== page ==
Perhaps the lack of recycling plastic has more to do with the cost. According to the L.A. Times, “Companies that once turned a profit selling our used yogurt containers and water bottles now have accumulating piles of garbage and no place to sell it.
“Within Los Angeles County alone, three recycling centers and two material recovery facilities have closed since 2018, and as profits dwindle, many are operating a loss and potentially risk closure.”
Hampel, the Burbank recycling coordinator, told the Times, “We just don’t have a market for a lot of this stuff. We’re sending bales of plastic up to our landfill now and just burying it.”
In late 2017, China stopped importing 24 types of “garbage” and in April 2018 banned an additional 32 types. At the end of 2019, solid waste such as stainless-steel scraps and car scraps will be banned, too. Chinese officials cited the need to protect the country’s environmental interests.
India, Malaysia, Thailand, Vietnam and the Philippines are also refusing U.S. garbage. CNN eported in April 2019, “China’s Recycling Ban Has Sent America’s Plastic to Malaysia. Now they Don’t Want It – So What Next?”
“Malaysia resident Lay Peng Pua has a very simple message for the West. ‘The countries that send their rubbish to my country, please stop!’ Lay says. ‘Try to manage your own waste in your own country on your own land.””
Good idea. The western United States has thousands upon thousands of miles of unoccupied desert land. Why not find a way to bury our waste in these areas far from our towns and cities?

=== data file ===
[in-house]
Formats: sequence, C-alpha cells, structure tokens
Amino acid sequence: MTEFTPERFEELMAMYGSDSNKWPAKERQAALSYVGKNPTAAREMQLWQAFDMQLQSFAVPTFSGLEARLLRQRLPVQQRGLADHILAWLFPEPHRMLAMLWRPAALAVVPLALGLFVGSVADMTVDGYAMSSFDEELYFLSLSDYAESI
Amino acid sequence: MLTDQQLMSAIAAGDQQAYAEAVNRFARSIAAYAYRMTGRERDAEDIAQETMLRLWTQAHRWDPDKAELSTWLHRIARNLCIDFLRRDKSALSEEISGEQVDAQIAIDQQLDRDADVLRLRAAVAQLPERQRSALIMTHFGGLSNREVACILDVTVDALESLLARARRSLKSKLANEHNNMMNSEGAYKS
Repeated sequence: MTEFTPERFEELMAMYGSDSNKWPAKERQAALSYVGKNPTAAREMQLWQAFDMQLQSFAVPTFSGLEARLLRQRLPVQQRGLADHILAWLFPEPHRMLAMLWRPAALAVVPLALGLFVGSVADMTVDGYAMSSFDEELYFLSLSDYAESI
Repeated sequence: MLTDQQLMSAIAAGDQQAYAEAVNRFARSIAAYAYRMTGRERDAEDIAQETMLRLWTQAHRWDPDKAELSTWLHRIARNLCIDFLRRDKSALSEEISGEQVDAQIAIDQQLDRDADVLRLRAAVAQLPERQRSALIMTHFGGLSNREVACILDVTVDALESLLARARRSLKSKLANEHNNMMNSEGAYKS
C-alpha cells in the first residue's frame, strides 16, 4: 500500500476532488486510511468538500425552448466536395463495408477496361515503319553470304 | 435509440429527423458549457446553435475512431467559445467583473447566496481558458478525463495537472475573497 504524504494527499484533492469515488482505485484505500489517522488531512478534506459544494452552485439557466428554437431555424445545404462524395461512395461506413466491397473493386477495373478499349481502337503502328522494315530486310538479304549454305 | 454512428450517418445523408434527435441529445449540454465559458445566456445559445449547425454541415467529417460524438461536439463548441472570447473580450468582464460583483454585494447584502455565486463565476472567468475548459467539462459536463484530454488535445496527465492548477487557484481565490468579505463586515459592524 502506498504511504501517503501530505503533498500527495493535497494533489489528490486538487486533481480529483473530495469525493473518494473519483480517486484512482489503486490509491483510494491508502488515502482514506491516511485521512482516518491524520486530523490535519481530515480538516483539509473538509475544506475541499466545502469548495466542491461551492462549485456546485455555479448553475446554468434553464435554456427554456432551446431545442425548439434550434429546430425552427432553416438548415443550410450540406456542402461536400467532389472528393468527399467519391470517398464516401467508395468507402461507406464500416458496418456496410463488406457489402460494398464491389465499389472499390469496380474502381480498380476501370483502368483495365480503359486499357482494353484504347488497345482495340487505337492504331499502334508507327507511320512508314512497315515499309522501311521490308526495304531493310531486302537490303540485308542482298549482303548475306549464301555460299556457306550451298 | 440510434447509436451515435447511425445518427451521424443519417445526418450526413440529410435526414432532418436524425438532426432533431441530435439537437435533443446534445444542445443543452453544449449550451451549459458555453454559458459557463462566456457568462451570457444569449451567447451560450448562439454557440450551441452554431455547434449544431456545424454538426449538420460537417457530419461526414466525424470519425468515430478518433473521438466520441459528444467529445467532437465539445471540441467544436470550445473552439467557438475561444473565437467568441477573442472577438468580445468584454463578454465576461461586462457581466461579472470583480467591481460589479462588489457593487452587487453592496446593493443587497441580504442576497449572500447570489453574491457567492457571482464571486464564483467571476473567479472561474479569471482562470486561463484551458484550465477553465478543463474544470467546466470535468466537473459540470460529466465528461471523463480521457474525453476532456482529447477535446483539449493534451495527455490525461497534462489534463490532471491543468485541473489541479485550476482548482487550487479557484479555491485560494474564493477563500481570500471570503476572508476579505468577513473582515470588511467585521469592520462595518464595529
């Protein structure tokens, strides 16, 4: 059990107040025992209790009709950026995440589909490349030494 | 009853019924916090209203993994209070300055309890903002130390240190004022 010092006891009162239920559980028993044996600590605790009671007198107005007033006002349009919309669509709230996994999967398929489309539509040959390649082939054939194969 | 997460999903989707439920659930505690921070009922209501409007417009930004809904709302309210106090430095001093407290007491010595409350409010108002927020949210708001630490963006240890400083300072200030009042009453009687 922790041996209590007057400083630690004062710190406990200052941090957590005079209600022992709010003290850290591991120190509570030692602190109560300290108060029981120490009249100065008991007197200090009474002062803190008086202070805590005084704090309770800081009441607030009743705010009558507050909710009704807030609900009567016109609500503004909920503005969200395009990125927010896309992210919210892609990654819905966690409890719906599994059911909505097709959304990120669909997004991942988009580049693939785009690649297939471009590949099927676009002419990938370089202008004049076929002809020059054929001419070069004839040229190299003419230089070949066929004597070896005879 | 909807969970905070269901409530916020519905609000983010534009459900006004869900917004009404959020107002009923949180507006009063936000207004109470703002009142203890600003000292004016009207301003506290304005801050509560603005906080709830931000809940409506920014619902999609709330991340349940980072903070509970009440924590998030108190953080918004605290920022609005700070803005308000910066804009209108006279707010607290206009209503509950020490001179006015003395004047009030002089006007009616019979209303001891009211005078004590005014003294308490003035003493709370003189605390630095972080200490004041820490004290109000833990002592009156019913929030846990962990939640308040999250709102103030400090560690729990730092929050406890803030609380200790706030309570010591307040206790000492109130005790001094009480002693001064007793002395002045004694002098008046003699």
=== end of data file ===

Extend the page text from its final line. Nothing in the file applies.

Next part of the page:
UC Santa Barbara researcher Sanwon Suh looked at the amount of carbon released into the environment during production and after it was used and found that in 2015, carbon dioxide emissions from plastics were equivalent to nearly 1.8 billion metric tons.
A 2018 study, “Production of Methane and Ethylene from Plastic in the Environment,” published in PLOS ONE by researchers from the University of Hawai’i at Mānoa School of Ocean and Earth Science and Technology, discovered that several greenhouse gases are emitted as common plastics degrade in the environment.
They found that two greenhouse gases–methane and ethylene–are released when plastics are exposed to sunlight.
According to the L.A. Times story, there is still a strong market for goods such as paper, cardboard and aluminum, “But there’s a growing volume of plastics and mixed plastics – things like plastic-coated cartons or potato chip bags – that no longer have a recycling value or never had one in the first place.”
In a Vox April 2019 story, “America’s New Recycling Crisis, Explained by an Expert,” Kate O’Neill, an associate professor in the Department of Environmental Science, Policy and Management at UC Berkeley was interviewed.
“There’s an interesting debate warming up about if we should focus on improving our recycling or if that is going to enable our continued consumption of plastics. In other words, let’s not focus on recycling, let’s just focus on not using plastics,” O’Neill said. “I personally think that we need to do both, and I’m concerned about this argument that we shouldn’t even be improving recycling, that we just need to focus on not using plastic, because that seems like a lot harder of a goal to reach.”